Back to 1992 Comic-Con…I spent about twenty minutes with the silver haired gentlemen smoking his pipe, whose passion about the Avengers transformed him into an energetic teenager. Later that night, attendees at the Convention were gathered in the hotel conference room when all the lights went off. The crowd was invited to sing Happy Birthday. The friendly gentleman I met earlier was escorted on stage. I turned to my friend, Art, and asked who he was, and Art gave me a look—one of those glares like, “You don’t know who that is? Are you serious?” I learned it was Jack Kirby and it was his 75th birthday. Jack Kirby is as much a legend as Stan Lee—and Jack Kirby created the characters of Thor, the Hulk, Iron Man, and…Captain America and Black Panther.
The next few weeks our unit spent two weeks “in the box” in the Mojave Desert and I had night shift—lots of time to reflect, gaze in wonder at the brilliant stars, and think about my faith. I was passionate about the Avengers, but had no idea who their creator was. And I wondered, “If I am passionate about Christ, do I really know his Creator?”
In the 90s, my Christian faith centered on the blood, gore and betrayal of Holy Week, which Mel Gibson’s film The Passion of Christ also fixated on; it is a mythology that portrays Jesus as victim, as passive—this focus leads to the sacrificial lamb narrative from which atonement theology hinges: Jesus must enter Jerusalem to appease an angry God to die for our sins so we can have eternal life. It’s a theology and teaching that I learned and believed for years, and it’s a theology that has good guys and bad guys. God becomes like the Marvel comics bad guy, Thanos, who destroys half the universe, and Christ becomes like an Avenger who has to sacrifice himself so others can live.
Makes for a great story, but misses the heart of the teaching of Christ. Worse, this type of theology does not ignite the fire within each of us to help us breath in order to keep us truly alive and passionate. What we miss in the sacrificial lamb interpretation of Passion Week is the inconvenient truth that Jesus becomes the Messiah not by atoning for sins, not in the domain of power, but demonstrating the universal epicenter of his teachings—Love. Passion Week invites us to experience WHY Jesus entered Jerusalem—Jesus completes the ultimate Hero’s Journey and reveals the depth of love, risking his very life (like the Honduran families on the via delorasa, the path of suffering) to communicate LOVE IS STRONGER THAN DEATH.
People who are passionate march: The Women’s March, March for our Lives, People’s Climate Movement, Poor People’s Campaign— echo the passion that brings Jesus to Jerusalem. We are called to follow the Passion of Christ—where we really let go and embrace that love is the strongest force in the universe—stronger than fear, stronger than division, stronger than life itself. This is the moment, this week, when we confront our own fears and shadows to experience death, then rebirth. If we defend ourselves or do what we can to maintain power, then we never are reborn. Easter requires letting go.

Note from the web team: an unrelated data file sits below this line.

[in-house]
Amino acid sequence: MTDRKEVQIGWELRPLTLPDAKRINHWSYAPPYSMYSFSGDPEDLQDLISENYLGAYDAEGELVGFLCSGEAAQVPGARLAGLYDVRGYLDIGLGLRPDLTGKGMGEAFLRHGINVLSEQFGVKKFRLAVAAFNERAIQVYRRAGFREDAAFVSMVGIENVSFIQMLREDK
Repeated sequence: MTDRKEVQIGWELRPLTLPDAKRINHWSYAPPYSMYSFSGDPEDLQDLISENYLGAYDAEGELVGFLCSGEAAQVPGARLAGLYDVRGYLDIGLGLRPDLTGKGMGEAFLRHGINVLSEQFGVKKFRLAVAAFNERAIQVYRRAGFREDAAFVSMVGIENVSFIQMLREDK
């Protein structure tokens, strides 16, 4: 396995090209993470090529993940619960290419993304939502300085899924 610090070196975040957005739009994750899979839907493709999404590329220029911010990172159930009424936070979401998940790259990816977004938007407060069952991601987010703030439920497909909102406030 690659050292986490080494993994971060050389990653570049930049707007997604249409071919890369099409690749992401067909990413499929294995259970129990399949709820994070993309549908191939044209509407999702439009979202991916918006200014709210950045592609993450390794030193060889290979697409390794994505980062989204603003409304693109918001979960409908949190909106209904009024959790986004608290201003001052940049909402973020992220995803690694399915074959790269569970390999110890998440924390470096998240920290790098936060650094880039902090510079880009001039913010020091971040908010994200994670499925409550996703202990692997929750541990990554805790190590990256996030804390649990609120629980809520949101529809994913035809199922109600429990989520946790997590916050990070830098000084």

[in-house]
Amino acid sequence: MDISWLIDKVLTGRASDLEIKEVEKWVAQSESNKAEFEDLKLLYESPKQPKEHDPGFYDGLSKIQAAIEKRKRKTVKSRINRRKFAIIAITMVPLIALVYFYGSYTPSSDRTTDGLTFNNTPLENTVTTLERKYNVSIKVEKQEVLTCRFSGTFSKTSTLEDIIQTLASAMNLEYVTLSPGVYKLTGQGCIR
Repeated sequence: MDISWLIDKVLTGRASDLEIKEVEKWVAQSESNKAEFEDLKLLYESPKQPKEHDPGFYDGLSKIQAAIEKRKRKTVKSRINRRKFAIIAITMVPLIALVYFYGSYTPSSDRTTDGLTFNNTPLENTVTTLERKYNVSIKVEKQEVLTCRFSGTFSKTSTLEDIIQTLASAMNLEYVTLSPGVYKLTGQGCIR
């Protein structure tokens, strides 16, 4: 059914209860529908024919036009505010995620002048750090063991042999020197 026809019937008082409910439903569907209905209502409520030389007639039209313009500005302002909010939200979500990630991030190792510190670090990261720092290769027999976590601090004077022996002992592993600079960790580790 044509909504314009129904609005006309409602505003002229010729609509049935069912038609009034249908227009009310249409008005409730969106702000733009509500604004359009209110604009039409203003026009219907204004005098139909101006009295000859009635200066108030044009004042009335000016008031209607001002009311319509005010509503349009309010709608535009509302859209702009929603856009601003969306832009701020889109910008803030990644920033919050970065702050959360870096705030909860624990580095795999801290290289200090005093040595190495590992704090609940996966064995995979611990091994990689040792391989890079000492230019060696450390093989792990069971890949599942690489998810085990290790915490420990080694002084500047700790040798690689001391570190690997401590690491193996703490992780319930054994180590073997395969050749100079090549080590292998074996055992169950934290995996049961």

Our closing hymn was composed for the 1986 Great Peace March for Global Nuclear Disarmament in which 500 people who had a passion for peace and justice in the fear of nuclear weapons marched from LA to DC. Jesus shows us that in order to fully live, we must find our joy, our passion, confront the powers that diminish life for so many. This week, we are to accept the reality of death, understanding that pain, suffering and death are all part of the labyrinthian way of life towards the End Game.
Tao Te Ching—CH 16:
Empty your mind of all thoughts.
Let your heart be at peace.
Watch the turmoil of beings,
but contemplate their return.
Each separate being in the universe
returns to the common source.
Returning to the source is serenity.
If you don’t realize the source,
you stumble in confusion and sorrow.
When you realize where you come from,
you naturally become tolerant,
kindhearted as a grandmother,
dignified as a king.
Immersed in the wonder of the Tao,
you can deal with whatever life brings you,
and when death comes, you are ready.
The next day the great crowd that had come for the festival heard that Jesus was on his way to Jerusalem.
They took palm branches and went out to meet him, shouting, “Hosanna!” “Blessed is he who comes in the name of the Lord!” “Blessed is the king of Israel!”
Jesus found a young donkey and sat on it, as it is written:
“Do not be afraid, Daughter Zion; see, your king is coming, seated on a donkey’s colt.”
At first his disciples did not understand all this. Only after Jesus was glorified did they realize that these things had been written about him and that these things had been done to him.
A crowd had been with Jesus when he called Lazarus from the tomb and raised him from the dead. So they continued to tell everyone about what had happened.
Many people went out to meet him. They had heard that he had done this sign.
So the Pharisees said to one another, “This isn’t getting us anywhere. Look how the whole world is following him!”